Tuesday, June 19, 2007

We Are All Digby Now

Sigh, woe to my sadly unkempt blogroll. I really have to update it one of these days. Prune out those sites that have gone the way of the buggy whip, like Billmon and Soluna. And maybe even plant a few more seeds. Oh, if I only had the time and the energy. Like any project, the longer I leave it the more daunting it grows and the easier it is to find another way to idyll away my time. If I ever do get around to it, though, you can rest assured that the almost criminal lack of a link to Hullabaloo would be one of the first mistakes I'd correct. Way back when this blog started, I added links as I wrote something about them. And the problem with Digby's pad is not finding something brilliant to just point at and nod. It's picking from all the amazingly insightful things to concentrate on just one at a time that I have difficulty with.

Anyhow, word is that sometime tonight, Digby's ultra top-secret identity will be revealed at a dinner at Take Back America. And while I wish the soon-to-be unanonymous architect of that great site nothing but the best I can't help but feel....odd about this. As you might guess from my own pseudonym, I'm pretty comfortable with that cloak of faceless namelessness that tumbling around the inter-tubes provides. Even though it seems to bother some people, I've had so many screen names and tags and handles in so many places that it's second nature to me. More importantly, I've known so many other people as only a string of text that I'm just as comfortable with the not knowing of others. Stared at so many posts and IMs and text messages that contain only the faintest hint of authorship that it doesn't matter to me. What matters isn't what someone looks like or even what their voice sounds like, all tinny and grainy on the other end of a VOIP, no, what matters is what they've written. It's those ideas, searing white hot right into my own mind that are important. Not where someone's from or what their accent sounds like. I'll even give them a pass on grammatical accuracy even though that one rankles a bit. It's where they're going. What they're getting at. Their thoughts and ideas that I care about. How well they express them. How they settle amongst my own. Anonymous, pseudonymous, or complete with a bio page and directions to their house to shake hands, whether or not I know their identity has nothing to do with how we interact.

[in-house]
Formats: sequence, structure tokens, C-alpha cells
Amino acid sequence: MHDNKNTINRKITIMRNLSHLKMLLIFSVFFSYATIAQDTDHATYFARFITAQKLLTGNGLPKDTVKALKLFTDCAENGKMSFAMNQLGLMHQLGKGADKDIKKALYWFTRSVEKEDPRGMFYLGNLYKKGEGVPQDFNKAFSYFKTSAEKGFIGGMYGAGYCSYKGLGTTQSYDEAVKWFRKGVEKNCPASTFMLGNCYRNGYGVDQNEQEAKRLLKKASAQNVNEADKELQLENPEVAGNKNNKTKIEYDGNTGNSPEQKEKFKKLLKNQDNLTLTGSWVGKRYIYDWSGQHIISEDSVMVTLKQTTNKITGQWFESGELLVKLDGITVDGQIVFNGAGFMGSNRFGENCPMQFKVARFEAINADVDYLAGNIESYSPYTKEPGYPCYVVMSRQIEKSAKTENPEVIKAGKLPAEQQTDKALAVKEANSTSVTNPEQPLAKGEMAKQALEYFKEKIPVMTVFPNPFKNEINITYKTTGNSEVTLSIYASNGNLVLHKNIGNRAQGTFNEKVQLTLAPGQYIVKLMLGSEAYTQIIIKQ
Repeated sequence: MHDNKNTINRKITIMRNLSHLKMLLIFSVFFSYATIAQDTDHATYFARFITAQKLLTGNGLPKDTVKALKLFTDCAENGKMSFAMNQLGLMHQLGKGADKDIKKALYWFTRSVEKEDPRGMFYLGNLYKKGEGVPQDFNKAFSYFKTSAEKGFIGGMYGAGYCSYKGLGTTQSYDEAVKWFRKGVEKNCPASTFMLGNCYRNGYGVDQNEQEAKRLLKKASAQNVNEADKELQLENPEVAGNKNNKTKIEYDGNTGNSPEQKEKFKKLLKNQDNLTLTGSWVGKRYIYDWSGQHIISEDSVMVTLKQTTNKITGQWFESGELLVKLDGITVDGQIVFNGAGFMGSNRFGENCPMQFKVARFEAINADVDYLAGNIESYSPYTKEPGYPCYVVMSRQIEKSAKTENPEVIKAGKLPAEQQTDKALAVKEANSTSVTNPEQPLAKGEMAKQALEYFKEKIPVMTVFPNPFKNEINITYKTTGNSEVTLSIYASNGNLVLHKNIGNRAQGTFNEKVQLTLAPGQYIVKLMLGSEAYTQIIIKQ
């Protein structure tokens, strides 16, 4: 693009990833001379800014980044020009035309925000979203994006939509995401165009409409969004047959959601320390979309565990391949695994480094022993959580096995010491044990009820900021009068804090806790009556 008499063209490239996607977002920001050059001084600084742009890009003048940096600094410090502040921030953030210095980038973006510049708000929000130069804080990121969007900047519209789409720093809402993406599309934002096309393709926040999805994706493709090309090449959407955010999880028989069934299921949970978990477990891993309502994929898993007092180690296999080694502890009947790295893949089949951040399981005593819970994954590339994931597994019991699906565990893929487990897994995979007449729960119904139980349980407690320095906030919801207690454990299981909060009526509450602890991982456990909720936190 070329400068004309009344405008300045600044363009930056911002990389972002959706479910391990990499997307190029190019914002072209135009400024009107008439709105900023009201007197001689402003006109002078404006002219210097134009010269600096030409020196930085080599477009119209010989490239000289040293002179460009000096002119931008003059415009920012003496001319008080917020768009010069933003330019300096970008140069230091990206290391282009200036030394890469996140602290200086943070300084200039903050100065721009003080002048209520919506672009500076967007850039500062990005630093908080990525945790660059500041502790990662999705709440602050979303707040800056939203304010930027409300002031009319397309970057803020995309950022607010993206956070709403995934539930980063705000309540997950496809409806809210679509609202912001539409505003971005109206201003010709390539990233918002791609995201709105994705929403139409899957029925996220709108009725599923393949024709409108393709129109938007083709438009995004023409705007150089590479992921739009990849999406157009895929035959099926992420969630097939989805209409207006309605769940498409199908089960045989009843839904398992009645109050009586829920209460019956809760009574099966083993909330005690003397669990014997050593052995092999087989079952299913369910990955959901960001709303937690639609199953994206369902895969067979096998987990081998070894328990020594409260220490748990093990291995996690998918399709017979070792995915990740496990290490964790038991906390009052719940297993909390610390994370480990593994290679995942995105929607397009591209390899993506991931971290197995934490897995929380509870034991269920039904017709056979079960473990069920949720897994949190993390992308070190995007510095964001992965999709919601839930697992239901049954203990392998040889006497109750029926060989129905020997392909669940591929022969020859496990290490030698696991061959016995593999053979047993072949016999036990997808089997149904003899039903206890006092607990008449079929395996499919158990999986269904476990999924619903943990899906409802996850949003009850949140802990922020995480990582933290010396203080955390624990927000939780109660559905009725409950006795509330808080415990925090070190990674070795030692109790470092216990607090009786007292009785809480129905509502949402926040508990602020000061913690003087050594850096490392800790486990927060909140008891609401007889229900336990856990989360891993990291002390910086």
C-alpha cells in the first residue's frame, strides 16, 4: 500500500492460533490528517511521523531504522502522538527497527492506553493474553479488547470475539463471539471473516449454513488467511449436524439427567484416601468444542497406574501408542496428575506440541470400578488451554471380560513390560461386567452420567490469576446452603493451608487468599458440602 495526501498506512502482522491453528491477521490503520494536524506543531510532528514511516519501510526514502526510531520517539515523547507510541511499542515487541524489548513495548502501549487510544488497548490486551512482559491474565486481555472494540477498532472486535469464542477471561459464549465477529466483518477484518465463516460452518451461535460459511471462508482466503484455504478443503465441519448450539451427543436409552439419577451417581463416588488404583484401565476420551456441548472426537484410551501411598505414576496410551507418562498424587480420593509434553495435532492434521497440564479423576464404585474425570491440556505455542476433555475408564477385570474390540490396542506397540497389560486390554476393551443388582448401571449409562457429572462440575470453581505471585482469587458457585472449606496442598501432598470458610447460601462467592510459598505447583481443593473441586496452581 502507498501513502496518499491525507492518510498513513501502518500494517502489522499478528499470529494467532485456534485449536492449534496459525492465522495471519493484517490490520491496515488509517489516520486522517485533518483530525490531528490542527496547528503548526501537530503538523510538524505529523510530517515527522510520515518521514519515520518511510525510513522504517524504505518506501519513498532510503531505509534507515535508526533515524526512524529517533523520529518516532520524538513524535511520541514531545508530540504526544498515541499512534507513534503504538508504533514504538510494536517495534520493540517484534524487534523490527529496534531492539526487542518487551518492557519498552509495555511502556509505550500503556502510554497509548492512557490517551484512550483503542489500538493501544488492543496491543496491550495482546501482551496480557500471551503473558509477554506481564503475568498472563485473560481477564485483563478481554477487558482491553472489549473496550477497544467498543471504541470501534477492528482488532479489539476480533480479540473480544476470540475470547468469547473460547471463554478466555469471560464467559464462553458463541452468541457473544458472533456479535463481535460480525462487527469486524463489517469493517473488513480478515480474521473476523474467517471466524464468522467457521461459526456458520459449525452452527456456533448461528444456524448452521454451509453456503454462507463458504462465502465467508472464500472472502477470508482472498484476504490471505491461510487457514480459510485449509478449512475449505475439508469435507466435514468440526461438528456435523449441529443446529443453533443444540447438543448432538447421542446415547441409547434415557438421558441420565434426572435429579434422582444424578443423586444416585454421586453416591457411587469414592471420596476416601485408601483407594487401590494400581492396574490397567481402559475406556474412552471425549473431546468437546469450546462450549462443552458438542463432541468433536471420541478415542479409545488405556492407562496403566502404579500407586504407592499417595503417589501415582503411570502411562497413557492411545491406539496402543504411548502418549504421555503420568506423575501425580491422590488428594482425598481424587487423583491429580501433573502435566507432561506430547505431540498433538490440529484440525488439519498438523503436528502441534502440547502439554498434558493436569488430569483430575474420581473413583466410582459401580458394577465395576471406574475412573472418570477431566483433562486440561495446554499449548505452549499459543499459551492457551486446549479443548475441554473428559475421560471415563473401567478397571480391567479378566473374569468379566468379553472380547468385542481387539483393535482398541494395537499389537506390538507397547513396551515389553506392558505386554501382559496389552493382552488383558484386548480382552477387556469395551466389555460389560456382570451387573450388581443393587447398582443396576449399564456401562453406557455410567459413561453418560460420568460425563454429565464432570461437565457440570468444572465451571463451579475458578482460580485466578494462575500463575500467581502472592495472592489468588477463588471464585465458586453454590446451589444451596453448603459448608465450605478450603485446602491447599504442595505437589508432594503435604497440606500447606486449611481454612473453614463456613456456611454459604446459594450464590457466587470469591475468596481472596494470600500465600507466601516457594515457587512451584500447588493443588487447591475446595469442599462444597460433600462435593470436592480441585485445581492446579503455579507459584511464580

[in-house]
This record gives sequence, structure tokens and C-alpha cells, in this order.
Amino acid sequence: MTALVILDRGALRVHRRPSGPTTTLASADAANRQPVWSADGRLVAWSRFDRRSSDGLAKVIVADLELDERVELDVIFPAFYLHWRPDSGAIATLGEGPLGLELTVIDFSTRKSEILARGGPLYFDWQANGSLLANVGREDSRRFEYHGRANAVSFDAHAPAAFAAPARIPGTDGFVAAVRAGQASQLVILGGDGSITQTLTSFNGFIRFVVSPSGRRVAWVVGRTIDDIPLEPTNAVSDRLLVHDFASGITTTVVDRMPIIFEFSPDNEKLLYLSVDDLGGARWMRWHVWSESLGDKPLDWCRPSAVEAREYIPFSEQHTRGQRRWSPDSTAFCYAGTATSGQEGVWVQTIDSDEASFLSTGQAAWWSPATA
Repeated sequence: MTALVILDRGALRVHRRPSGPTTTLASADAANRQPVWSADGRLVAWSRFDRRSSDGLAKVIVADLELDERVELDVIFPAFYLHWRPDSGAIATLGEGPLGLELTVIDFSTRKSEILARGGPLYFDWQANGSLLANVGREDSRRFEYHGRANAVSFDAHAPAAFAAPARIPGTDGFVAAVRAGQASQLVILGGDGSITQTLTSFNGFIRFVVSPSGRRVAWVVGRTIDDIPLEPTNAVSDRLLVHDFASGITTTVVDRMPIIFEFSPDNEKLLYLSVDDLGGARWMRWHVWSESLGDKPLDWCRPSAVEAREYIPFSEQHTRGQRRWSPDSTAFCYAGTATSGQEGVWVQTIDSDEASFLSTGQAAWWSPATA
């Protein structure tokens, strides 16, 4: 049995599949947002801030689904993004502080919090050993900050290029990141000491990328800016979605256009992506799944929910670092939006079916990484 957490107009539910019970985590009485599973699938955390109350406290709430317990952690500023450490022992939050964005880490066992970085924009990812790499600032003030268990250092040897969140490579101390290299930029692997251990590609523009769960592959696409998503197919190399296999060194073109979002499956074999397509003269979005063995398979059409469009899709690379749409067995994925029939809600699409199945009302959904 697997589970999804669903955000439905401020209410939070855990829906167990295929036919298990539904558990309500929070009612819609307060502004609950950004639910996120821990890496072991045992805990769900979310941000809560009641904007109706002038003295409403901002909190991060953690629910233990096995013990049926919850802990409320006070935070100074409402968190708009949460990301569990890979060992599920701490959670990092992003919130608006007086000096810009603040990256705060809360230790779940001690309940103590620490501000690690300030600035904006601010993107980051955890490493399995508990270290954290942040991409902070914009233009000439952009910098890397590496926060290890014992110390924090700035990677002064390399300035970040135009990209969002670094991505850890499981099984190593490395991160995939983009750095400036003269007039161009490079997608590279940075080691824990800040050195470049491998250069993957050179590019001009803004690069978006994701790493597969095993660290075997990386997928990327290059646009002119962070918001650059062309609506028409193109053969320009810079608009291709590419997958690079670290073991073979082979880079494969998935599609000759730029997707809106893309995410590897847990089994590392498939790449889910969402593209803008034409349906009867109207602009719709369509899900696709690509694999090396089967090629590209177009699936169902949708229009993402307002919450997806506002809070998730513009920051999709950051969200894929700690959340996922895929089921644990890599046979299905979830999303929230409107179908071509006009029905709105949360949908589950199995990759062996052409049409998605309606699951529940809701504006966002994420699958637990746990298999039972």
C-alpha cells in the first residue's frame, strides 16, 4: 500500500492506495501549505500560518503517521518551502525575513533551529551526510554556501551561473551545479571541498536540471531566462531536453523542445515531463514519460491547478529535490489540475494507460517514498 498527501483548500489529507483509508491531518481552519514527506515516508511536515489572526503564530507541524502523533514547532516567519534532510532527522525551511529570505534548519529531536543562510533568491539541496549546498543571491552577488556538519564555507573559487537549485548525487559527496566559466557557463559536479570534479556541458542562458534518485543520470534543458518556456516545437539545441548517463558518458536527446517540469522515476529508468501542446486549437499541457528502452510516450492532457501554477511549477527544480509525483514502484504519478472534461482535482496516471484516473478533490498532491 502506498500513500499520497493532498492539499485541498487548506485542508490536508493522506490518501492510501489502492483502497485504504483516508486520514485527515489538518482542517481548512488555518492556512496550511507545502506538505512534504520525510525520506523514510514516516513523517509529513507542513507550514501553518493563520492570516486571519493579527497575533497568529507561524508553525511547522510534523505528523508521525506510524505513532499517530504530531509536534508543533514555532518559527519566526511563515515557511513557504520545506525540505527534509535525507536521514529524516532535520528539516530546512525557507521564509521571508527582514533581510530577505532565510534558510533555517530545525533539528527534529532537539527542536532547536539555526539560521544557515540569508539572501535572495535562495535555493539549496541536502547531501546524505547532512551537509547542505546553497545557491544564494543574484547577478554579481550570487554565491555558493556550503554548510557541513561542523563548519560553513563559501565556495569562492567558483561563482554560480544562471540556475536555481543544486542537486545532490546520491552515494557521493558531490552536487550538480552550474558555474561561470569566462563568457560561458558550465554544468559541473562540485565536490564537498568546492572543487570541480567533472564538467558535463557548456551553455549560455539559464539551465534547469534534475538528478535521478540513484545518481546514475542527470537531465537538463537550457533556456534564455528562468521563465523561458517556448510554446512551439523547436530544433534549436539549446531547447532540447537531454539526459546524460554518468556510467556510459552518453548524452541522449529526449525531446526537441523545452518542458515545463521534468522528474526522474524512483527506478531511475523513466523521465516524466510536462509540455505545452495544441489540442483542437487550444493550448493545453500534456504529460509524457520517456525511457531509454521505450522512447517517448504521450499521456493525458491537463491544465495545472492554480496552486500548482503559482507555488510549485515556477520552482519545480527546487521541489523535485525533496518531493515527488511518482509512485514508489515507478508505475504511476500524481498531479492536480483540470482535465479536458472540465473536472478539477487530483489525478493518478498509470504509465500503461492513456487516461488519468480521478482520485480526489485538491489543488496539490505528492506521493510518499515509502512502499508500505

And yet, somehow, it does. Knowing who someone is in, for lack of a better term, real life changes things somehow. Inevitably, irrevocably. It makes it realer, somehow. More visceral. Connecting not just on the level of cerebration but through some kind of deeper, more primal senses. The ones that let us recognize the humanity in and of others, I suppose. It's a weird feeling. Whether it's stumbling across a picture of a friend you've only ever known as a particular voice on a message board[1]. Or whether it's talking to a guildmate on vent, on teamspeak, on Skype, on the phone for the first time and realizing that they're about 13 years younger than you thought. Or the always jarring, “Dude, you're a girl/guy? I had no idea.” conversations. Or even just meeting that favorite author who's only ever been a portrait shoot on a book jacket to you. Somehow seeing them moving, the muscles in their face pushing and pulling as they sound out the words of that text you've been saying to yourself all along without realizing it, well, it's not bad, it's not good, but it's different. The kind of unsettling, awkward different that you're not sure you should even feel at all. All that you've imagined, all that you've conjectured, all the little details that you've never suspected you were filling in they get swept away and replaced by the mundane. And, for me anyway, it seems like that person is a little smaller. A little more ordinary. A little less imposing.

When you find out that, yeah, they're just a person after all.

Perils of the modern age, I suppose. But, still, you could mask over the alias and cover up all the identifying features and those words would still burn just as fiercely. That intellect would still be just as sharp as that tongue. And, somehow, losing that mask just makes the world a little less mysterious. Because when someone can be anyone, well, they just might be me. Or you. Or everyone else. Just another voice in the choir. Where the only thing that matters is just how well you sing out into the night. I might be the only one, though, but I've never cared to find out who Digby is. And more importantly just who she isn't. Because when you think there's a giant behind your shoulder, one you can't get a good, clean look at, but one who's thunderous voice is ringing off the rafters, well, it makes it a little easier to think your own can carry.

[1] – Not the only case where I've found a friend's face but, still, this is too good an opportunity to pass along misinformation to pass up. I don't care what anyone says. This is an impostor. Actors hired to play a role. There is no iQ. The real Ensign is a malevolent AI residing in a series of decommissioned, Cold War era computers. His only loves are logic, calculations, and Hello Kitty. I know, I've seen the server stacks.

No comments: